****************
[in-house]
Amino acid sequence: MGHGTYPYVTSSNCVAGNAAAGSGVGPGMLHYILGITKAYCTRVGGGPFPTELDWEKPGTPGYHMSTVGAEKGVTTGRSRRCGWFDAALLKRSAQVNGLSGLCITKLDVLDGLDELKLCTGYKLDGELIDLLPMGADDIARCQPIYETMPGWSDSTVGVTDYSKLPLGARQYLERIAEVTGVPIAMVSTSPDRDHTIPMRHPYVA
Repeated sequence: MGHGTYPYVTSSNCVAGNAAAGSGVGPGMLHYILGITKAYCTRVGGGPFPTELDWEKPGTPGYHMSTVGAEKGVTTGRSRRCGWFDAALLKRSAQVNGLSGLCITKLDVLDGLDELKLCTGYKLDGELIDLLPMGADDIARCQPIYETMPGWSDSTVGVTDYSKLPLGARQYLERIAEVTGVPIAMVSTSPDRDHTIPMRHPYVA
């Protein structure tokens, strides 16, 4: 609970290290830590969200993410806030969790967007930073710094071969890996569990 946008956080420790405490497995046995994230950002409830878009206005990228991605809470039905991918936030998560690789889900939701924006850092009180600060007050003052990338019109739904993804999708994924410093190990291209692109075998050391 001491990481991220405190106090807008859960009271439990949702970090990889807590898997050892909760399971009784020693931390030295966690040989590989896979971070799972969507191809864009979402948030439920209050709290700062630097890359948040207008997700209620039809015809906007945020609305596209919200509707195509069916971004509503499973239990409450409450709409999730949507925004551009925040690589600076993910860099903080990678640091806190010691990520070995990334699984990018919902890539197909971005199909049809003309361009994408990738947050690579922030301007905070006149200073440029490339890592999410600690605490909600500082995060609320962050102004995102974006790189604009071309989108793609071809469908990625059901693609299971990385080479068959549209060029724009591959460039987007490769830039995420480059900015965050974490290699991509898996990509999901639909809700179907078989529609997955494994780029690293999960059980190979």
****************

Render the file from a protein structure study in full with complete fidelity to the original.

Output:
[in-house]
Amino acid sequence: MGHGTYPYVTSSNCVAGNAAAGSGVGPGMLHYILGITKAYCTRVGGGPFPTELDWEKPGTPGYHMSTVGAEKGVTTGRSRRCGWFDAALLKRSAQVNGLSGLCITKLDVLDGLDELKLCTGYKLDGELIDLLPMGADDIARCQPIYETMPGWSDSTVGVTDYSKLPLGARQYLERIAEVTGVPIAMVSTSPDRDHTIPMRHPYVA
Repeated sequence: MGHGTYPYVTSSNCVAGNAAAGSGVGPGMLHYILGITKAYCTRVGGGPFPTELDWEKPGTPGYHMSTVGAEKGVTTGRSRRCGWFDAALLKRSAQVNGLSGLCITKLDVLDGLDELKLCTGYKLDGELIDLLPMGADDIARCQPIYETMPGWSDSTVGVTDYSKLPLGARQYLERIAEVTGVPIAMVSTSPDRDHTIPMRHPYVA
């Protein structure tokens, strides 16, 4: 609970290290830590969200993410806030969790967007930073710094071969890996569990 946008956080420790405490497995046995994230950002409830878009206005990228991605809470039905991918936030998560690789889900939701924006850092009180600060007050003052990338019109739904993804999708994924410093190990291209692109075998050391 001491990481991220405190106090807008859960009271439990949702970090990889807590898997050892909760399971009784020693931390030295966690040989590989896979971070799972969507191809864009979402948030439920209050709290700062630097890359948040207008997700209620039809015809906007945020609305596209919200509707195509069916971004509503499973239990409450409450709409999730949507925004551009925040690589600076993910860099903080990678640091806190010691990520070995990334699984990018919902890539197909971005199909049809003309361009994408990738947050690579922030301007905070006149200073440029490339890592999410600690605490909600500082995060609320962050102004995102974006790189604009071309989108793609071809469908990625059901693609299971990385080479068959549209060029724009591959460039987007490769830039995420480059900015965050974490290699991509898996990509999901639909809700179907078989529609997955494994780029690293999960059980190979």